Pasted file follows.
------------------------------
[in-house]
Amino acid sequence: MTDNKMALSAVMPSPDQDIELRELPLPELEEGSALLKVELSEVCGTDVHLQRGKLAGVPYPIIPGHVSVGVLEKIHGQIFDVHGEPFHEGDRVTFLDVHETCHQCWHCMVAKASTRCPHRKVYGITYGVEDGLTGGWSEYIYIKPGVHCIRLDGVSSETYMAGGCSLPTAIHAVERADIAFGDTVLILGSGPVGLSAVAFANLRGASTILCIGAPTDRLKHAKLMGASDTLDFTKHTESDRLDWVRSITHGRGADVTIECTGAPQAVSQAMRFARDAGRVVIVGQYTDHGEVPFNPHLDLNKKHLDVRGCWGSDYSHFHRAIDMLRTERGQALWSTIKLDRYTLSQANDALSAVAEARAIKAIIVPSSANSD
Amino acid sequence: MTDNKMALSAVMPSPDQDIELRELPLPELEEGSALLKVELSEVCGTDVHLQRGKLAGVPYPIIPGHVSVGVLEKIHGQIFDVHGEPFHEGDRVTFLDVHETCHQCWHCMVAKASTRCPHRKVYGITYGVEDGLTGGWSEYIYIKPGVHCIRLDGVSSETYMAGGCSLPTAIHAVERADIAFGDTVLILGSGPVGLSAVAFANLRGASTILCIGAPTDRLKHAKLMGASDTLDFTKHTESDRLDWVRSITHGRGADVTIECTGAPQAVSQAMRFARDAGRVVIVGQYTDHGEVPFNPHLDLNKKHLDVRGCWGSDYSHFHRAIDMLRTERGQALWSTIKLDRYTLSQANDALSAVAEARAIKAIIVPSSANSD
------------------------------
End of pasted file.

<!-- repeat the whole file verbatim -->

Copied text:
[in-house]
Amino acid sequence: MTDNKMALSAVMPSPDQDIELRELPLPELEEGSALLKVELSEVCGTDVHLQRGKLAGVPYPIIPGHVSVGVLEKIHGQIFDVHGEPFHEGDRVTFLDVHETCHQCWHCMVAKASTRCPHRKVYGITYGVEDGLTGGWSEYIYIKPGVHCIRLDGVSSETYMAGGCSLPTAIHAVERADIAFGDTVLILGSGPVGLSAVAFANLRGASTILCIGAPTDRLKHAKLMGASDTLDFTKHTESDRLDWVRSITHGRGADVTIECTGAPQAVSQAMRFARDAGRVVIVGQYTDHGEVPFNPHLDLNKKHLDVRGCWGSDYSHFHRAIDMLRTERGQALWSTIKLDRYTLSQANDALSAVAEARAIKAIIVPSSANSD
Amino acid sequence: MTDNKMALSAVMPSPDQDIELRELPLPELEEGSALLKVELSEVCGTDVHLQRGKLAGVPYPIIPGHVSVGVLEKIHGQIFDVHGEPFHEGDRVTFLDVHETCHQCWHCMVAKASTRCPHRKVYGITYGVEDGLTGGWSEYIYIKPGVHCIRLDGVSSETYMAGGCSLPTAIHAVERADIAFGDTVLILGSGPVGLSAVAFANLRGASTILCIGAPTDRLKHAKLMGASDTLDFTKHTESDRLDWVRSITHGRGADVTIECTGAPQAVSQAMRFARDAGRVVIVGQYTDHGEVPFNPHLDLNKKHLDVRGCWGSDYSHFHRAIDMLRTERGQALWSTIKLDRYTLSQANDALSAVAEARAIKAIIVPSSANSD